Why I Don’t Train Eye Contact

Training Philosophy

Why I Don’t Train Eye Contact

Why I Don't Train Eye Contact

The favorite command among all dog owners is “Watch Me”. I don’t train my own dogs to do it, and I don’t teach clients’ dogs to make eye contact when told.
Here is why:

Eye contact needs to be voluntary to be pleasant
Eye contact is a very powerful means of communication for social animals. Avoiding or refusing eye contact, initiating eye contact, holding a gaze for a long time vs just a short moment all have different meanings in different situations – from “Let’s play” over “I am not interested in interacting” to “You want to fight it out?”.
A lot of eye contact communication happens subconsciously and without us being aware.
When humans meet friends for example, we lock eyes with them for a brief moment, then avert our gaze slightly to the side. This is an appeasing gesture that signals peaceful intentions in our interactions.
Having others insist on prolonged, forced eye contact is strange or uncomfortable at best and threatening at worst. Imagine an employer, family member or friend asking you to look them in the eye – it would be an unusual and somewhat restricting request. Our subconsciousness dictates how long we hold a gaze and how often we initiate it, and any attempt to influence this instinctive desire to communicate with it will feel conflicting.
This leads to:

Attention results in eye contact, but not the other way around
Attention naturally results in making eye contact. If we are listening intently to someone, we will look at them (again, this happens subconsciously and without us actively making it happen). If your dog is listening intently to you, he will make eye contact.
Unfortunately we cannot turn this relation around – forcing eye contact doesn’t make someone listen to us with interest. We cannot create engagement on our dog’s side by asking for eye contact, we need to create engagement by making engaging with us really fun.
This also means that:

Lack of eye contact is your dog’s feedback
We need feedback in dog training in order to improve. That is why we visit our weekly training class, look online for solutions to our training struggles, ask experts, and visit seminars. The most important feedback though comes from someone who is much closer to you than any professional: your dog.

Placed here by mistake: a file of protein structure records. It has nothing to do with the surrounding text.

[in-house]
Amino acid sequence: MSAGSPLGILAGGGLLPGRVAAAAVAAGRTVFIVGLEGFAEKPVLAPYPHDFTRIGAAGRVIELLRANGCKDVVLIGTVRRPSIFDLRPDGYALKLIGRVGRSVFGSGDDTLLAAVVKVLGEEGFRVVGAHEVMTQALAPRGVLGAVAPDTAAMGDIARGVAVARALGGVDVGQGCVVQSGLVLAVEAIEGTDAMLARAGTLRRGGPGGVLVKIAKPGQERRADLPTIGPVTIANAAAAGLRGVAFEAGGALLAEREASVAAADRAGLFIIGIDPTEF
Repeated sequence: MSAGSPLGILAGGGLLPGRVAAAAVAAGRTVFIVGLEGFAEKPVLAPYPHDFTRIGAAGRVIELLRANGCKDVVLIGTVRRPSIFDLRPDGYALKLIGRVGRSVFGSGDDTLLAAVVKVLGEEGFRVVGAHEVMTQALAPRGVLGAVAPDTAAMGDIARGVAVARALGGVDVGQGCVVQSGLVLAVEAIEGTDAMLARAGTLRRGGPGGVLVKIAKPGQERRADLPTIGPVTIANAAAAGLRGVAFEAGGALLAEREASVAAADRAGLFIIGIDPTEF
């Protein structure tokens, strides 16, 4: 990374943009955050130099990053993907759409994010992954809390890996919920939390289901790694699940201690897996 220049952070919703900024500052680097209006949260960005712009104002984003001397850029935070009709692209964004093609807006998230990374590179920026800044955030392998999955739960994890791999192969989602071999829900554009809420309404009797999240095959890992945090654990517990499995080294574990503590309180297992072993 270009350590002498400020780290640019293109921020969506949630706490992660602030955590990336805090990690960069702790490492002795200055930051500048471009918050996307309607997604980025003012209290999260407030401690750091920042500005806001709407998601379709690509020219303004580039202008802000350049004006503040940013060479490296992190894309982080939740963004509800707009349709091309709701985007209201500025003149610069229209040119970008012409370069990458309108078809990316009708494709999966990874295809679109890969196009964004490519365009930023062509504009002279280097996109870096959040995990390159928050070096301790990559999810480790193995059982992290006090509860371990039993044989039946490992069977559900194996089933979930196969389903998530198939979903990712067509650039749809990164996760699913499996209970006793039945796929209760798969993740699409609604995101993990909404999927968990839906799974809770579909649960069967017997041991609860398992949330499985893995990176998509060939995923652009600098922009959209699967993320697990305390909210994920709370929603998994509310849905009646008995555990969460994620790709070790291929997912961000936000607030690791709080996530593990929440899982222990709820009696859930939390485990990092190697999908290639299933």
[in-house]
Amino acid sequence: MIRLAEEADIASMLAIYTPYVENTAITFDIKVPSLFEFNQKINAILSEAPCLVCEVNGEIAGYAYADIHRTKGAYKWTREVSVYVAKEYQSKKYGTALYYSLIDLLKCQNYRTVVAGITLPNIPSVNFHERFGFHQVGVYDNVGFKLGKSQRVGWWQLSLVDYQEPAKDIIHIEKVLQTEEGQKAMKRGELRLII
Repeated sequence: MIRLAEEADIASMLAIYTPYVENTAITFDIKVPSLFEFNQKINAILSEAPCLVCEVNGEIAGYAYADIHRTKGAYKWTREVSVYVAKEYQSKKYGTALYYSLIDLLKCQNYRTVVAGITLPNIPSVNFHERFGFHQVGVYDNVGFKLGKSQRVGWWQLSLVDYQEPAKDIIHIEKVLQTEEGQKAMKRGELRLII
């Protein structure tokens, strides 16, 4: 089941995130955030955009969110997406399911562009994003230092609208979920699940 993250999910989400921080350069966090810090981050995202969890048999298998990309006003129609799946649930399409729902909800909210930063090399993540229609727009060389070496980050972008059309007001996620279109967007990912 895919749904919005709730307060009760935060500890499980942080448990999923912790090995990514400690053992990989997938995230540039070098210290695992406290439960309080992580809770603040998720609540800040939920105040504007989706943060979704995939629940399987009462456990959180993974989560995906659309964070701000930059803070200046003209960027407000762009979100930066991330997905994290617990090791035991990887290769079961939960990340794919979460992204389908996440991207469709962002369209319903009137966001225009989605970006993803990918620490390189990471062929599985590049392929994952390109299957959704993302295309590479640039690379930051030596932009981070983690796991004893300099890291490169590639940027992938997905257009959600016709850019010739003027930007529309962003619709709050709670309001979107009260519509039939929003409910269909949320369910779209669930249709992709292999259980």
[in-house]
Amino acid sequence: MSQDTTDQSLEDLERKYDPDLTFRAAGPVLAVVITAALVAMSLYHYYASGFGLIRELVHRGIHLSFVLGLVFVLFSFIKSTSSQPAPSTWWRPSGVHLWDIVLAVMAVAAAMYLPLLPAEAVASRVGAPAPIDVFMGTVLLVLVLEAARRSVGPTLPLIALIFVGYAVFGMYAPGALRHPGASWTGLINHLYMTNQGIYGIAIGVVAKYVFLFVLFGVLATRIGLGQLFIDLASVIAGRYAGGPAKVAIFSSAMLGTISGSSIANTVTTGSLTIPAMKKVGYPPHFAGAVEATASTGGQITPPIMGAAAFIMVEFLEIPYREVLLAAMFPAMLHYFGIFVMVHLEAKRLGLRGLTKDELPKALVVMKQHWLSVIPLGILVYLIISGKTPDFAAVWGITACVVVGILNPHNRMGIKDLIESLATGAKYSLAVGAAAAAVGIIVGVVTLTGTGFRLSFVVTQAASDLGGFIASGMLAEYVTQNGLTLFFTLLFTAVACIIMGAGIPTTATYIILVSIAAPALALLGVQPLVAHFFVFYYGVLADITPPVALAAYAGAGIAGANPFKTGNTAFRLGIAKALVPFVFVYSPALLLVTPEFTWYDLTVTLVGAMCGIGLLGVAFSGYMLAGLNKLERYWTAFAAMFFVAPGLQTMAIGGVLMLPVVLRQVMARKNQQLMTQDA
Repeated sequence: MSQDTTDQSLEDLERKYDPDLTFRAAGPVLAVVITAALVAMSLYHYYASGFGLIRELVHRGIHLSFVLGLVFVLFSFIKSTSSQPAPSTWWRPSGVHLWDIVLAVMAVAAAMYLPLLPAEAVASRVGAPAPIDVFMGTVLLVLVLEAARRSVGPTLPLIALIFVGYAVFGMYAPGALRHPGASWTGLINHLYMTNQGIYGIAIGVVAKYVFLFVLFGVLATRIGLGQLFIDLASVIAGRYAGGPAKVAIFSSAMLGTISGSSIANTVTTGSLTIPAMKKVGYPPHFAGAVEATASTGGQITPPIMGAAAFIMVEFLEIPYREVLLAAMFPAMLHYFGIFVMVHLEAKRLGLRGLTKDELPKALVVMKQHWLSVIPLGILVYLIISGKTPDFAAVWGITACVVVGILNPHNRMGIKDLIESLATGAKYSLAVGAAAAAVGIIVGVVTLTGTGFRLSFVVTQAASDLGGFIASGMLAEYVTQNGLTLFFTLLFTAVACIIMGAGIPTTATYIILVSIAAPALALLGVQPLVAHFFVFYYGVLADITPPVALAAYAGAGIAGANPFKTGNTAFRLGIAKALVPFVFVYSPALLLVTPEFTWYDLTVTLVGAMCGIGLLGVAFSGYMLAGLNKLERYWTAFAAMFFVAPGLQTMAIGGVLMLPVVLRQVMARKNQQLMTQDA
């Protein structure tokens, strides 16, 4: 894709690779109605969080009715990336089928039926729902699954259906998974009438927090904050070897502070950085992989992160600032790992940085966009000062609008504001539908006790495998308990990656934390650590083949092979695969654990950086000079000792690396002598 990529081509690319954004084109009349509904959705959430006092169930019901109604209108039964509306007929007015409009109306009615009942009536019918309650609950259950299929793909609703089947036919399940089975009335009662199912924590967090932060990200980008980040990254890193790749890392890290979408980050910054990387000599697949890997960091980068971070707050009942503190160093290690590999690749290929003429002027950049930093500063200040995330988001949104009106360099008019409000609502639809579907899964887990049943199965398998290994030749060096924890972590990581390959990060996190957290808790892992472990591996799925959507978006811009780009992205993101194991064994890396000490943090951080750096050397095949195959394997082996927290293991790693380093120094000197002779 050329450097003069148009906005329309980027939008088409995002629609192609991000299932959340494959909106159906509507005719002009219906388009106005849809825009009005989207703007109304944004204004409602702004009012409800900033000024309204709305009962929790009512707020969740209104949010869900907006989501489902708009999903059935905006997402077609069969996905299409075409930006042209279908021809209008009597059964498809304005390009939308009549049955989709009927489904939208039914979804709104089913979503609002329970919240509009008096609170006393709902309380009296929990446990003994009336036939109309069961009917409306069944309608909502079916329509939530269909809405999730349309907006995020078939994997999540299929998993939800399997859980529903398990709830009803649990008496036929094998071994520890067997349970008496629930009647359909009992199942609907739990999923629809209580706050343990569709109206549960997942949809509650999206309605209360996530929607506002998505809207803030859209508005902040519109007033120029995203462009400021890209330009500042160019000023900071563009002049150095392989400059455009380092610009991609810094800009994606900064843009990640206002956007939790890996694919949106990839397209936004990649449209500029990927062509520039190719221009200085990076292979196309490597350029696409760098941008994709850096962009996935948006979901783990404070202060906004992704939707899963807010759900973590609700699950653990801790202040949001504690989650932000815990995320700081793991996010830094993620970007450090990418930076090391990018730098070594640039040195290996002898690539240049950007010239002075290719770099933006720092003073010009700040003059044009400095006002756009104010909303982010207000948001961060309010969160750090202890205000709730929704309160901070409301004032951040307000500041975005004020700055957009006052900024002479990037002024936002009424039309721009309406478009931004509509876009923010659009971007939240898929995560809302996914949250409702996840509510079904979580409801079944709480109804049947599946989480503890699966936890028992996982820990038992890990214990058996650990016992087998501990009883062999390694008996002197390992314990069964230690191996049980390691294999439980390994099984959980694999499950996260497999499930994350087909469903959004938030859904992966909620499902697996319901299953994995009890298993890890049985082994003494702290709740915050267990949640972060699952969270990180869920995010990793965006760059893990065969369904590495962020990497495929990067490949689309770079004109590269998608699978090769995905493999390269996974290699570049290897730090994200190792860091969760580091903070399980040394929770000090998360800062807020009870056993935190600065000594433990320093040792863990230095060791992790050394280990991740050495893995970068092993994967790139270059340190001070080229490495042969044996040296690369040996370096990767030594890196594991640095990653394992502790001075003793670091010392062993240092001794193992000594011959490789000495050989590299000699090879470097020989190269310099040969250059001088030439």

No one can tell you whether your training is working as well as him. And no one can tell you what is not working as well as him.
If your dog has been engaged and happy throughout a training session, then suddenly averts his gaze, do not ask him to look at you – you can gain a lot of knowledge by investigating why exactly he broke his focus. Did you advance your criteria too rapidly and your rate of reinforcement dropped? Is there a novel distraction you need to address? Did your dog maybe just eat too much and is full?
Did you switch reinforcers and your dog is less enthusiastic about the new one? Did you possibly ask your dog to do something that might cause him physical discomfort (this happened to me when one day my own dog would avert his gaze when I asked him to sit – I investigated and found some burs burrowed deeply in his butt fluff)?
Do not waste this chance of having your dog tell you what can be improved in your training.

Eye contact is not needed all that much
I can think of very few, if any, situations in daily life where direct eye contact is required. A dog looking at my chin, my shoulder, my hand or my hip instead – sure, I will take that. A dog being distracted by another dog – I would rather work on my dog’s anxiety around this other dog than having him look at me and not address the underlying problem.
A dog staring at the treat in my hand instead of looking at my face – I will teach him that he needs to do something for me first, show some initiative and creativity, instead of just telling him to look at me.

Focus comes when training is fun
If you are giving your dog choices, provide highly valuable reinforcers and skip the corrections, you will be such fun that your dog will offer you his undivided attention without you having to ask for it.
Training with you should be a privilege for your dog, not something you have initiate by telling him to look at you. Instead, he will try to catch your eyes and attention to make start his favorite activity: working with you.
Change your mindset from you making training happen by making your dog look at you – to your dog making training happen by offering engagement and behaviors he has learned and that have paid off in the past.

I have never trained my dogs to look at me, but they look at me very well 😉

Happy training! Make it fun and successful for your dog.